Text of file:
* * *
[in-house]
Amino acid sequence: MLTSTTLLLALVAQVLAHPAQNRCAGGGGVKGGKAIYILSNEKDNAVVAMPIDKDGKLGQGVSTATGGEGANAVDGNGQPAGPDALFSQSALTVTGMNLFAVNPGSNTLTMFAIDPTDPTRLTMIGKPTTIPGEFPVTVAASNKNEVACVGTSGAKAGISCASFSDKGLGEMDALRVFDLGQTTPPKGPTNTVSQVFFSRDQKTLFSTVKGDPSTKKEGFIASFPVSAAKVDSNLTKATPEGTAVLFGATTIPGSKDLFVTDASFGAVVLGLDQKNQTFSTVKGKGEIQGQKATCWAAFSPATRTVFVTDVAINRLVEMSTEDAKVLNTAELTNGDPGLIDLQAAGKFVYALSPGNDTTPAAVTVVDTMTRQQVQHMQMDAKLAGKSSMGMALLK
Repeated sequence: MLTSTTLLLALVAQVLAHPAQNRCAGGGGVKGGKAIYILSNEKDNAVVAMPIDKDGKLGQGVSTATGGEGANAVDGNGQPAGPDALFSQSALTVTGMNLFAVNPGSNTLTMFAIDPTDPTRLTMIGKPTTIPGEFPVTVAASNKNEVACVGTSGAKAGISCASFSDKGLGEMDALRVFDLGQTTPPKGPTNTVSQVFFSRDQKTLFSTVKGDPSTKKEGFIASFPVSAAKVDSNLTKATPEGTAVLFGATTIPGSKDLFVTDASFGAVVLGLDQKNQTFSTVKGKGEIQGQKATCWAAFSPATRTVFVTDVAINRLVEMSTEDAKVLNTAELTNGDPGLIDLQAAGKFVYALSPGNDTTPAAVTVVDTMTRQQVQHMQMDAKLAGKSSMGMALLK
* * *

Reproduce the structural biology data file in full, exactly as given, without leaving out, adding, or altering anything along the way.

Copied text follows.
[in-house]
Amino acid sequence: MLTSTTLLLALVAQVLAHPAQNRCAGGGGVKGGKAIYILSNEKDNAVVAMPIDKDGKLGQGVSTATGGEGANAVDGNGQPAGPDALFSQSALTVTGMNLFAVNPGSNTLTMFAIDPTDPTRLTMIGKPTTIPGEFPVTVAASNKNEVACVGTSGAKAGISCASFSDKGLGEMDALRVFDLGQTTPPKGPTNTVSQVFFSRDQKTLFSTVKGDPSTKKEGFIASFPVSAAKVDSNLTKATPEGTAVLFGATTIPGSKDLFVTDASFGAVVLGLDQKNQTFSTVKGKGEIQGQKATCWAAFSPATRTVFVTDVAINRLVEMSTEDAKVLNTAELTNGDPGLIDLQAAGKFVYALSPGNDTTPAAVTVVDTMTRQQVQHMQMDAKLAGKSSMGMALLK
Repeated sequence: MLTSTTLLLALVAQVLAHPAQNRCAGGGGVKGGKAIYILSNEKDNAVVAMPIDKDGKLGQGVSTATGGEGANAVDGNGQPAGPDALFSQSALTVTGMNLFAVNPGSNTLTMFAIDPTDPTRLTMIGKPTTIPGEFPVTVAASNKNEVACVGTSGAKAGISCASFSDKGLGEMDALRVFDLGQTTPPKGPTNTVSQVFFSRDQKTLFSTVKGDPSTKKEGFIASFPVSAAKVDSNLTKATPEGTAVLFGATTIPGSKDLFVTDASFGAVVLGLDQKNQTFSTVKGKGEIQGQKATCWAAFSPATRTVFVTDVAINRLVEMSTEDAKVLNTAELTNGDPGLIDLQAAGKFVYALSPGNDTTPAAVTVVDTMTRQQVQHMQMDAKLAGKSSMGMALLK